Thursday, May 13, 2021

On Vaccines--In Case of Emergency, You Have a Choice

Is that a catchy slogan? I'm not persuaded. What if we're hanging around in a building somewhere, and there's a fire? There's a clearly marked fire exit. Me, I'm going to make a beeline for that exit and get the hell out. I mean, I won't trample anyone, and I'll try not to get trampled, but no way am I hanging out in a burning building to find out what happens next. 

It's hard for me to understand how getting a COVID vaccination is different. I understand that it was approved on an emergency basis, but holy crap, with hundreds of thousands of Americans dying from the virus, it seemed like an emergency. I knew some of those people. I know others, colleagues of mine, who lost parents. Some of them wonder whether or not they brought it home from school. That's tough to live with. 

Tougher to live with would be knowing I could have done something to stop infection, and I didn't do it. My friends who lost parents did what they could, which in the beginning was nothing. None of us knew exactly what to do. Sometimes we'd hear we should wear masks. Other times we'd hear we shouldn't. And with the idiot in the White House pushing ridiculous non-solutions, and millions heeding them, it was tough for us to get a leg up.

Well, the idiot is gone, and we now know these vaccines are quite effective. We know that we can protect ourselves and others by getting them. I'm not altogether sure what more we need to know. I was recently interviewed by a reporter, who told me that Eva Moskowitz had decided all Moskowitz Academy employees would be required to get vaccines

I was pretty surprised. I'm far from the biggest Moskowitz fan out there, but she's gotten this one right. What is more fundamental than safety? Even if you're in some awful charter school doing 200 hours of homework every week, you ought to protect your life. After all, Moskowitz Academies, like prisons, usually have a release date, and after you've done your 3 to 5, if you've retained your life, you can pursue liberty and happiness.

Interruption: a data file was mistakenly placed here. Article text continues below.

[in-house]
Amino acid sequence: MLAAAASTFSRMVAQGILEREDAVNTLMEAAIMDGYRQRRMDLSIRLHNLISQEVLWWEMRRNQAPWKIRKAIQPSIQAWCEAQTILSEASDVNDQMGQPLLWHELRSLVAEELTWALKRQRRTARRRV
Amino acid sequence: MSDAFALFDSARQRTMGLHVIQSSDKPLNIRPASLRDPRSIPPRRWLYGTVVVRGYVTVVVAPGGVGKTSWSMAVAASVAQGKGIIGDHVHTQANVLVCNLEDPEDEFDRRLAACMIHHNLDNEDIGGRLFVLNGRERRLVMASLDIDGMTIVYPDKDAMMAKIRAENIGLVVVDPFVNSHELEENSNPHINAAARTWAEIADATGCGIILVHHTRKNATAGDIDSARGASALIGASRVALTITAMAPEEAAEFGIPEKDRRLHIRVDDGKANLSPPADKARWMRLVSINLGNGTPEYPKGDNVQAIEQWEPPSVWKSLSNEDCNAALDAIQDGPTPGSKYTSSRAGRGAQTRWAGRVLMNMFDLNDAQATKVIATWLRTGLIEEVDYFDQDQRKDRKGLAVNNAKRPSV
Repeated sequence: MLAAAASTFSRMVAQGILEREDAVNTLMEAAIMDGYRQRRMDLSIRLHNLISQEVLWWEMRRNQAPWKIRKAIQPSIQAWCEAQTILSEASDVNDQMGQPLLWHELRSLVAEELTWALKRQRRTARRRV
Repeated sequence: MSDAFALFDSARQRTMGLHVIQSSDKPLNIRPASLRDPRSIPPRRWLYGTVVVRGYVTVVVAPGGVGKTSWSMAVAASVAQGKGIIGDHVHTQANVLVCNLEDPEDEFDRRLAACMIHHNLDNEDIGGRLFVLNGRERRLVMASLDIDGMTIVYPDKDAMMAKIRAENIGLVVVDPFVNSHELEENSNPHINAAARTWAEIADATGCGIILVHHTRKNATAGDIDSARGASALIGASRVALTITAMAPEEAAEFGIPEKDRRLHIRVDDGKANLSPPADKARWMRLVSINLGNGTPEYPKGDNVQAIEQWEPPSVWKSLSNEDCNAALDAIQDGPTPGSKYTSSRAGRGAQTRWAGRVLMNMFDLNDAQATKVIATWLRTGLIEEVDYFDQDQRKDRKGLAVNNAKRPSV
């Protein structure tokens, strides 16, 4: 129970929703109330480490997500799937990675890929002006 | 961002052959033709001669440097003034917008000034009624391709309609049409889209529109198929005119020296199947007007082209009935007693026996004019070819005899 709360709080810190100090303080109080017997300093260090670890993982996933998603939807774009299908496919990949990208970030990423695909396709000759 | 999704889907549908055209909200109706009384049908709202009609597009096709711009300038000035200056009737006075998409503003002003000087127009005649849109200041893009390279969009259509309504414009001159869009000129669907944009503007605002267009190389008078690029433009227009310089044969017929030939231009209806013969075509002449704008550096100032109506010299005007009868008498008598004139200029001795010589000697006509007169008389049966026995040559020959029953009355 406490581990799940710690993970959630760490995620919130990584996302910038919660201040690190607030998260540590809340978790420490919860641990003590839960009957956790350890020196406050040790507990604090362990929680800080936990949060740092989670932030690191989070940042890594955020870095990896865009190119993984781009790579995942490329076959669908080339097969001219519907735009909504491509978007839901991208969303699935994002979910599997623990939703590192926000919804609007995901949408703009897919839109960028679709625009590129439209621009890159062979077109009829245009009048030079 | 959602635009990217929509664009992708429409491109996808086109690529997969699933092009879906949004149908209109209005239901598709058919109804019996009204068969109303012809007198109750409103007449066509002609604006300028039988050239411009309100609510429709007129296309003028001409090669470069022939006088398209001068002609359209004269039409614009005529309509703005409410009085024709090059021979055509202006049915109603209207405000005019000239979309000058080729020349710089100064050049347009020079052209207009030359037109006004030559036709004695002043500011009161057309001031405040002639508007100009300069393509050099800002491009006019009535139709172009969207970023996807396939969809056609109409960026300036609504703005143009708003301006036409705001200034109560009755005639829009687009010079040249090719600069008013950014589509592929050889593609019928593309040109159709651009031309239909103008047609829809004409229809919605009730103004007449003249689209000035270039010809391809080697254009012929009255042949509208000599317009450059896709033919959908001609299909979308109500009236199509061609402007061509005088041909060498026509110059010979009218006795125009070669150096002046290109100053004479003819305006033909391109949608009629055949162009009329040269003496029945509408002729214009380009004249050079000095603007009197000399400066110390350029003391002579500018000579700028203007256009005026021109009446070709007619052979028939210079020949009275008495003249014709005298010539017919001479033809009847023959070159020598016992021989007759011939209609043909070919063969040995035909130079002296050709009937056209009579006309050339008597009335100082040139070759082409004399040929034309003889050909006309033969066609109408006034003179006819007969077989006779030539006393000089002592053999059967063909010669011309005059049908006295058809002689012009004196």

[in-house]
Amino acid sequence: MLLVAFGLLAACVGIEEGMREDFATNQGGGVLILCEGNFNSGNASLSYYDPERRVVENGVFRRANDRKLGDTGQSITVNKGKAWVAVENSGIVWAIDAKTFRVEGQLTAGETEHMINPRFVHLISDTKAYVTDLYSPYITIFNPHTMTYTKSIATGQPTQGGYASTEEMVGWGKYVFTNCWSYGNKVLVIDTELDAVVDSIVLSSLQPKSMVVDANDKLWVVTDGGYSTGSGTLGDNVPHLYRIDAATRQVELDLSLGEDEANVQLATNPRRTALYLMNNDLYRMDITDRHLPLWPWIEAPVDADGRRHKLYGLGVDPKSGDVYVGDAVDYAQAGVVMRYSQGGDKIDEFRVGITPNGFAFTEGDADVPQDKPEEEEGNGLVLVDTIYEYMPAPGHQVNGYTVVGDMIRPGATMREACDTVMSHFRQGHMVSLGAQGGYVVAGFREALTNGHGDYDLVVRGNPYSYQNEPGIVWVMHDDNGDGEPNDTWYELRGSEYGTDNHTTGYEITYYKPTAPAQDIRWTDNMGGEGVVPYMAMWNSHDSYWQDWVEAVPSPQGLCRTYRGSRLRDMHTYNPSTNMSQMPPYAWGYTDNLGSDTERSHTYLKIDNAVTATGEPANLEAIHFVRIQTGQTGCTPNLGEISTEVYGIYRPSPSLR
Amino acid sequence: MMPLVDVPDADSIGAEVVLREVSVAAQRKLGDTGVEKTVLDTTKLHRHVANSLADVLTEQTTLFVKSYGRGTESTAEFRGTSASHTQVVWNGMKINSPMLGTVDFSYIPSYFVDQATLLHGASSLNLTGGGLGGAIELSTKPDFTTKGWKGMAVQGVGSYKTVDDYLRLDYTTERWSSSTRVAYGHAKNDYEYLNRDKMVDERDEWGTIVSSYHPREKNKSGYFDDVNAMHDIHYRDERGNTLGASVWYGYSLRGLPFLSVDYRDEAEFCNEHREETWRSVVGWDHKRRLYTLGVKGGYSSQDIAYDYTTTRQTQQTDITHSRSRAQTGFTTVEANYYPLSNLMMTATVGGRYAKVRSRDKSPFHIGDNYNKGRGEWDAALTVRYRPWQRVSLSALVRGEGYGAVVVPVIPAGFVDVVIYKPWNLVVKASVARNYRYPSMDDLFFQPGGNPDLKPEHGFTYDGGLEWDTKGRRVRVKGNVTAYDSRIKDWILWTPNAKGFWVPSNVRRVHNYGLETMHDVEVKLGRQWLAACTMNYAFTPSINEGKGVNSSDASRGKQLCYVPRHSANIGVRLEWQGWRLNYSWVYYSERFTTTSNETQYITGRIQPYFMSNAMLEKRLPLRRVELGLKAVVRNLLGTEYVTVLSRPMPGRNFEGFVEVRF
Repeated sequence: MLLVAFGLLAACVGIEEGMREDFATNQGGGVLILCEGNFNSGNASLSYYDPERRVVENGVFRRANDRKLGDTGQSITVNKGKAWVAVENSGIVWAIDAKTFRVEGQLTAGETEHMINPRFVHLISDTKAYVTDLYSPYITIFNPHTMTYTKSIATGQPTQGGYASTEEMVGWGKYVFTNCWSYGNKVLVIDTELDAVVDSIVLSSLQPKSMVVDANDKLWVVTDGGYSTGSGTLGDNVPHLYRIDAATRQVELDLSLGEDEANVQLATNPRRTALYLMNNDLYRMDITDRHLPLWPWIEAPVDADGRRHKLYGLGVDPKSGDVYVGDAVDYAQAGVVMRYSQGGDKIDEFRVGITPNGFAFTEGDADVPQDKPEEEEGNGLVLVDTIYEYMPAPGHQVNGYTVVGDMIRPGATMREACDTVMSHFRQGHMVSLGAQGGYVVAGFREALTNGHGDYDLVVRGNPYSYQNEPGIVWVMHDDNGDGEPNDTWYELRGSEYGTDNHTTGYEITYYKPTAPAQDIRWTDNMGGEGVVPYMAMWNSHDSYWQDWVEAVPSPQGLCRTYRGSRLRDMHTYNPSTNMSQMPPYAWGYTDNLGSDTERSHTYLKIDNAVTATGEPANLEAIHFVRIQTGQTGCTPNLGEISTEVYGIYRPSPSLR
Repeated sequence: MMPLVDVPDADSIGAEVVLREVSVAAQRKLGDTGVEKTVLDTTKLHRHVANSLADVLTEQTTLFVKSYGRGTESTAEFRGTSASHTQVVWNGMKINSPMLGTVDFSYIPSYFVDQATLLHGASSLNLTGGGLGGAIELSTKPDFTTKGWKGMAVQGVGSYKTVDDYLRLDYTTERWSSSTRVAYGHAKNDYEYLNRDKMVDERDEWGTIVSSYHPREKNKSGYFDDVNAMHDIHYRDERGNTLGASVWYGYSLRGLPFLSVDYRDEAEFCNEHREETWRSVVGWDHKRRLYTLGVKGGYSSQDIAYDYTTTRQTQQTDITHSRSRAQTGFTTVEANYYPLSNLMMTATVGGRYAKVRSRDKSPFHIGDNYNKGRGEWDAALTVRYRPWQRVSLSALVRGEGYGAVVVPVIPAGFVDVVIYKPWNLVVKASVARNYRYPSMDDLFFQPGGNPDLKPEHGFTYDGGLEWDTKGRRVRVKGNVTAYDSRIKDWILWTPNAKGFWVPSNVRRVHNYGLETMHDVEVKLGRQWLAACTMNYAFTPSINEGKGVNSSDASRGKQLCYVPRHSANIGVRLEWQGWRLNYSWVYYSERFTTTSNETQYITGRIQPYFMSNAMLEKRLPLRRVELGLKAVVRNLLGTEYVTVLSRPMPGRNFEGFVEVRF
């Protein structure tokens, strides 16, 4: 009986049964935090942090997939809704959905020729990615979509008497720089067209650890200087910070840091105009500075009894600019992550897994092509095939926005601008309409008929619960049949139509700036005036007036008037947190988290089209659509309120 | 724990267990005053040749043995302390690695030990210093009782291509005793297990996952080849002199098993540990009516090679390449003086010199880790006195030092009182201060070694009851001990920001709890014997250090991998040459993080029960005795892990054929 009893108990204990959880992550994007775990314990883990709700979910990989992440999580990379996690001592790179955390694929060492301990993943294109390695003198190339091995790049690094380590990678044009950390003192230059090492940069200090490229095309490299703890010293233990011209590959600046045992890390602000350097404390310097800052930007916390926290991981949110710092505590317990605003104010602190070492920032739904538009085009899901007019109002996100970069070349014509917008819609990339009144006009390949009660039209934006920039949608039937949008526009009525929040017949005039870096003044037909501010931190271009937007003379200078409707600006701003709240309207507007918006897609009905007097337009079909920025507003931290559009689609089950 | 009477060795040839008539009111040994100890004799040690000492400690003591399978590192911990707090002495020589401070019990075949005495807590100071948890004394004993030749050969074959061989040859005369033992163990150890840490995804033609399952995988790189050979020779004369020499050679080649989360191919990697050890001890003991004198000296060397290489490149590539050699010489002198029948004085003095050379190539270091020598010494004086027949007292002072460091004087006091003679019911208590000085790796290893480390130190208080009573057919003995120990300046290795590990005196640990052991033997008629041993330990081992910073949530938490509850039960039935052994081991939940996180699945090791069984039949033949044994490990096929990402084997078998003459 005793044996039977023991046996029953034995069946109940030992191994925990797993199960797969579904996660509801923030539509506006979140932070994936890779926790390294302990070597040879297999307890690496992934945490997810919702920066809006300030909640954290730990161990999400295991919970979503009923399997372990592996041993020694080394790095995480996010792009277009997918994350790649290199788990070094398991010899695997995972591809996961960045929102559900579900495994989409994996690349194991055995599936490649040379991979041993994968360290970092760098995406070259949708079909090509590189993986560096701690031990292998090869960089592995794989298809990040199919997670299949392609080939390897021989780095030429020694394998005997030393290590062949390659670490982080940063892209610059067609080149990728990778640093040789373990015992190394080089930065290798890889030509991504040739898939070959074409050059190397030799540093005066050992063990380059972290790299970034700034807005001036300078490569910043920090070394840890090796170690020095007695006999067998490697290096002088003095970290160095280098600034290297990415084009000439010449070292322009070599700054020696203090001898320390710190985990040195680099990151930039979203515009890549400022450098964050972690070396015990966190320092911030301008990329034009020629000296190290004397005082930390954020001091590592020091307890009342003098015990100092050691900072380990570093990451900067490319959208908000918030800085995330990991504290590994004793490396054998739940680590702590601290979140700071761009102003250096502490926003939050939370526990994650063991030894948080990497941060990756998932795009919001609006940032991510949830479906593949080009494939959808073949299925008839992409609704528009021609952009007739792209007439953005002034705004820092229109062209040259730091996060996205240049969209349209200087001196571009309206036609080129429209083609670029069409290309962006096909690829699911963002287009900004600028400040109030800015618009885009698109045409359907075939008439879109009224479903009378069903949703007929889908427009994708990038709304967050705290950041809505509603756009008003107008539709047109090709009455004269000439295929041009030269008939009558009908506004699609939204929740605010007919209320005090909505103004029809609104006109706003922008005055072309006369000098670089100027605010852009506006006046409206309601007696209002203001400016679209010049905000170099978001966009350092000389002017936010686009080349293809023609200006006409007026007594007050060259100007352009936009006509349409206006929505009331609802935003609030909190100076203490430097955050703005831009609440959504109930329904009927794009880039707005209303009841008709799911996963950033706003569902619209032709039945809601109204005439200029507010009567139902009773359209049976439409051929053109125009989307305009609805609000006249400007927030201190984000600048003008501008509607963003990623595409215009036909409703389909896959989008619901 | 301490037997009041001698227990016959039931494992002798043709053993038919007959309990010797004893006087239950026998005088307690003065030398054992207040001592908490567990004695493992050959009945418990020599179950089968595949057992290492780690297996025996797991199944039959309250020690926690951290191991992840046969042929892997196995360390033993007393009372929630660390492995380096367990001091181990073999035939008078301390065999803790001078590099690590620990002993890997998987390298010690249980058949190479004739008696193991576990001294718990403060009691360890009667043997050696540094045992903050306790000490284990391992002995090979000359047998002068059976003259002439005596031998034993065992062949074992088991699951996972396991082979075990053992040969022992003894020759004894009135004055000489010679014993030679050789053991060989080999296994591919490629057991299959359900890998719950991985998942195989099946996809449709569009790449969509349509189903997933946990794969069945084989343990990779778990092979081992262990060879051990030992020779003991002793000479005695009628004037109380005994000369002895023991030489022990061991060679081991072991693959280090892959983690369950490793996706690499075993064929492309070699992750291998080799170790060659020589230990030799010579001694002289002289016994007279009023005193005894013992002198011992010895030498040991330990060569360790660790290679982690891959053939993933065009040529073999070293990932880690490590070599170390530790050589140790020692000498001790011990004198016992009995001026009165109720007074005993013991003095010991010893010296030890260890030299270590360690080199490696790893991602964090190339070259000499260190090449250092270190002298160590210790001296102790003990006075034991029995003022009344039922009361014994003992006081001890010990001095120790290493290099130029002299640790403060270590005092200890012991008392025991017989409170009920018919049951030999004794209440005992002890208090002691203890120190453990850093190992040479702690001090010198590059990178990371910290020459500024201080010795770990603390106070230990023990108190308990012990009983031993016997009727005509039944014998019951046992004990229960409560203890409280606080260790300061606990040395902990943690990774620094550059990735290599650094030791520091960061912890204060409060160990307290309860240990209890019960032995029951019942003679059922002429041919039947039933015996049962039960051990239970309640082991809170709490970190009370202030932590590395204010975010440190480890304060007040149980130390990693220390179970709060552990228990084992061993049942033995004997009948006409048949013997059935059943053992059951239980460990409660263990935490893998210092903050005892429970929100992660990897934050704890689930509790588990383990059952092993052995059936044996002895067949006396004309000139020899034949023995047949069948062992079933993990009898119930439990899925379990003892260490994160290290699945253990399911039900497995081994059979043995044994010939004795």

As far as I'm concerned, public school students deserve the same protections. Therefore, it behooves us to set examples and get vaccinated. While we're always free to run off cliffs like lemmings, be we anti-vaxxers, MAGA lunatics or whatever, the fact is we really should not be entitled to place our students and colleagues at risk. (That's not to mention our families.)

I followed the best advice I could, and stayed away from gatherings of any sort for many months. Unlike Donald Trump, who felt he knew better, I never got COVID. Once a vaccination was available, I sat on my laptop and searched until I could find one. When they became available for my wife and kid, I did the same for them. It wasn't easy. Despite being a UFT chapter leader, I even tried hard to persuade a reluctant AP to get vaccinated. (She did!) That's how much I believe in this. 

Hey, Mulgrew says vaccination is voluntary. You don't have to do it. And I guess the law says since it's an emergency, you don't have to do it. But if that's you, not only are you the guy standing around in the burning building we're all trying to escape, but you also show no consideration for your colleagues, your students, your friends, or even your family. 

There are a lot of things worth fighting for. The right to hang around a burning building and spread the fire to others, well, that's simply not one of them.

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